Figure 2: (color online). Conditional entropy for the three cases: I) Ising, II) and III) model in an external field [see Eq. (3)]. Correlations are considered between two nearest neighbors at the center of the chain (); the length of the chain is . The various curves correspond to different measurement strategies on subsystem : standard projective measurement along the direction (black circles), SIC POVM (red squares), as well as IC POVM set by the specific interactions of the model (blue diamonds).

Comparison between different measurement strategies.— We start our analysis by presenting results obtained for the quantum conditional entropy in Eq. (1), probing how the local interactions affect the measurement, without any further optimization. Figure 2 displays for two neighboring spins respectively for the Ising model, the model and the model in a transverse field . The total amount of correlations reflects the main properties of the ground state: in particular the peaks denote QPT points that are associated to a divergence in their first derivative, while factorization fields are marked by the vanishing of all correlations. In all the three considered spin systems, measurement performances decrease from the CIC POVM to the SIC POVM and to the projective measurement along the computational basis .

Much larger amounts of correlations can be achieved by performing suitable optimization strategies on the measurements considered above. In the following we apply two different kinds of optimization: We rotate the direction of the elements of the projective measurement and of the POVM on the Bloch sphere, by keeping the angles between the vectors constant (this corresponds to a rigid rotation of the experimental apparatus); optimal correlations are thus obtained by maximizing over the angles entering the rotation. In the case of CIC POVM, we independently vary the three parameters , defining the direction of the vectors in (see Fig. 1(19).

In Fig. 3 we display the classical correlations between two neighboring spins for the three considered models, by adopting the optimizations discussed above. Similarly to the quantum conditional entropy, displays a noticeable dependence on the model and on the magnetic field. While in the Ising model the CIC angle-dependent POVM and projective measurement give the same answer, for the and model the angle-dependent strategy is not optimal and is outperformed by the projective measurements. The 3-parameters POVM optimizations provide the same correlations of the projective measurements in the disordered regions and in model; however, where the order parameter , they are still worse than the projective measurement.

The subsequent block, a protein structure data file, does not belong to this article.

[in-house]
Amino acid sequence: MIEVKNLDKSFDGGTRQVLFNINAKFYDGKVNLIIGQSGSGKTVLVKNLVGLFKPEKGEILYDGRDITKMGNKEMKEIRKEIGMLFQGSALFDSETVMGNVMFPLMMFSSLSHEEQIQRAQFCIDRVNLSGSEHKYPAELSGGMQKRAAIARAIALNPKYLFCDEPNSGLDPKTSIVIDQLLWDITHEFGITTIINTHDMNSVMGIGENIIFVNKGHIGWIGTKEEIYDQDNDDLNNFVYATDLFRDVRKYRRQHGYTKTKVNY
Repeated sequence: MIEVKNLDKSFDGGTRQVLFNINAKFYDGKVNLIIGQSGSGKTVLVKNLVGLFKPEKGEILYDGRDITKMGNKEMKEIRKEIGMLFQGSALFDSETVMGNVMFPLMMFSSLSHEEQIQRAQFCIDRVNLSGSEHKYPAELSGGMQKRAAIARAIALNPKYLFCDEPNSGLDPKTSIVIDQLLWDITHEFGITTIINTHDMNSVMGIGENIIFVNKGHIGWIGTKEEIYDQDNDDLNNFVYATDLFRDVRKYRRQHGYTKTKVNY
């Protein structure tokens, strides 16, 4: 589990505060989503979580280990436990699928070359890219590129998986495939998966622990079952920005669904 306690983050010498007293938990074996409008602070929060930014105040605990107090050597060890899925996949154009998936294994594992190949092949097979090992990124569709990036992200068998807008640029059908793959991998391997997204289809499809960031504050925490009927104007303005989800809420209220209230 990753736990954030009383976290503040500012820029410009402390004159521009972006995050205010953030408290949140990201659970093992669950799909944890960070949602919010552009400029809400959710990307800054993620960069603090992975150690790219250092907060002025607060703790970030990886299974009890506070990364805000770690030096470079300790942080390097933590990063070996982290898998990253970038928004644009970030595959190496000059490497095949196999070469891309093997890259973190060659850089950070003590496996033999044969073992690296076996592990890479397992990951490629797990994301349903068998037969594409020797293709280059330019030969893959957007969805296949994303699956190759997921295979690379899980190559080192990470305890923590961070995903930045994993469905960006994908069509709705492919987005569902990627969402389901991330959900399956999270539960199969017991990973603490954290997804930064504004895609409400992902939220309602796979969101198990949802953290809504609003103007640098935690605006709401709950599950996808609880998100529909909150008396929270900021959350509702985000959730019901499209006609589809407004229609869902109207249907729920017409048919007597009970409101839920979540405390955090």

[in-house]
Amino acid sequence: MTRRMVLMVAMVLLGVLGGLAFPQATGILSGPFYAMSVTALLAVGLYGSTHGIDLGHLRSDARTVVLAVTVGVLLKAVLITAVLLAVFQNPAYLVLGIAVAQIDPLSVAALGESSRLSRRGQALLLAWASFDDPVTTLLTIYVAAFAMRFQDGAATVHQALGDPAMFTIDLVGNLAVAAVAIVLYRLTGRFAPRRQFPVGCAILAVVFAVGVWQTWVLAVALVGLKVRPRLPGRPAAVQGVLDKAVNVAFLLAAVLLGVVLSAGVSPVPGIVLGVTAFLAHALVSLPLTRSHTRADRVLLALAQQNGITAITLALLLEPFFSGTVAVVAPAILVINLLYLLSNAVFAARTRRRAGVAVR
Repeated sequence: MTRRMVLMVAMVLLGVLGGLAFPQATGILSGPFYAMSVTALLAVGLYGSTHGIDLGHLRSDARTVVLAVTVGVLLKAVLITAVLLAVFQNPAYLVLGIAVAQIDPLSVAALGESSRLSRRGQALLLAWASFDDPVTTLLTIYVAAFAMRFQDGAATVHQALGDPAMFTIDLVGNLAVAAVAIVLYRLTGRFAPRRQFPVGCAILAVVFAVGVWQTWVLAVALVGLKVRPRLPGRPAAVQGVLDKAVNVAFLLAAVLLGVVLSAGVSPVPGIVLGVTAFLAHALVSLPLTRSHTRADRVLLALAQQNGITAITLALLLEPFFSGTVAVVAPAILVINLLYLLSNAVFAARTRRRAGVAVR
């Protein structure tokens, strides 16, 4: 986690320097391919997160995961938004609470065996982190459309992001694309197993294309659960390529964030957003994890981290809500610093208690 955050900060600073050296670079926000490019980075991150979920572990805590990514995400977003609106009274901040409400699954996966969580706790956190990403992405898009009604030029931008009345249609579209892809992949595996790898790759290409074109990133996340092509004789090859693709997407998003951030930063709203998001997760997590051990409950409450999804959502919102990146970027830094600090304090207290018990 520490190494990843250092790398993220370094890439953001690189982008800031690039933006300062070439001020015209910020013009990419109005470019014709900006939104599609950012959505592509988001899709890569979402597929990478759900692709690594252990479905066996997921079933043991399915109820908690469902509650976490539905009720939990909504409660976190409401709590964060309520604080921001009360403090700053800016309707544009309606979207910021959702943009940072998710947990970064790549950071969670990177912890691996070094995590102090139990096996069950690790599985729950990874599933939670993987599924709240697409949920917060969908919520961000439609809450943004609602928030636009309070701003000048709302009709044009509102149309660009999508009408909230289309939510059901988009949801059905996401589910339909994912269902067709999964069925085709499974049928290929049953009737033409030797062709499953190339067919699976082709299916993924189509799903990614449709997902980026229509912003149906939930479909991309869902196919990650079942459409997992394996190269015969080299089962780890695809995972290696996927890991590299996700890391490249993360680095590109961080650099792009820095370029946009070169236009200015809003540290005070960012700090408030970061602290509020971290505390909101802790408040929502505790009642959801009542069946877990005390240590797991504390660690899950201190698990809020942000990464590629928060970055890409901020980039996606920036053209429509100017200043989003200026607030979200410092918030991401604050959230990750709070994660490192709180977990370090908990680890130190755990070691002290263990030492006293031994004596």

Figure 3: (color online). Same as in Fig. 2, but for the classical correlations optimized over the given measurement strategy. In the first three cases, projective measurement, SIC POVM and IC POVM (see the symbol pattern of Fig. 2), the optimization in Eq. (2) is performed on the rotation angles of the Bloch sphere of subsystem . The green stars refer to IC POVM optimized by varying the three parameters defining the direction of the vectors .

A similar analysis of correlations for strongly suggests that the effect of different measurement strategies at long ranges vanishes everywhere but close to the quantum critical points, where the correlation functions decays algebraically with (Fig. 4).

Figure 4: (color online). Quadratic difference between the optimal correlations obtained following the four different measurement strategies described above (see also Fig. 3): . Here denotes the average correlation with respect to the four . Data are shown for the model as a function and for different .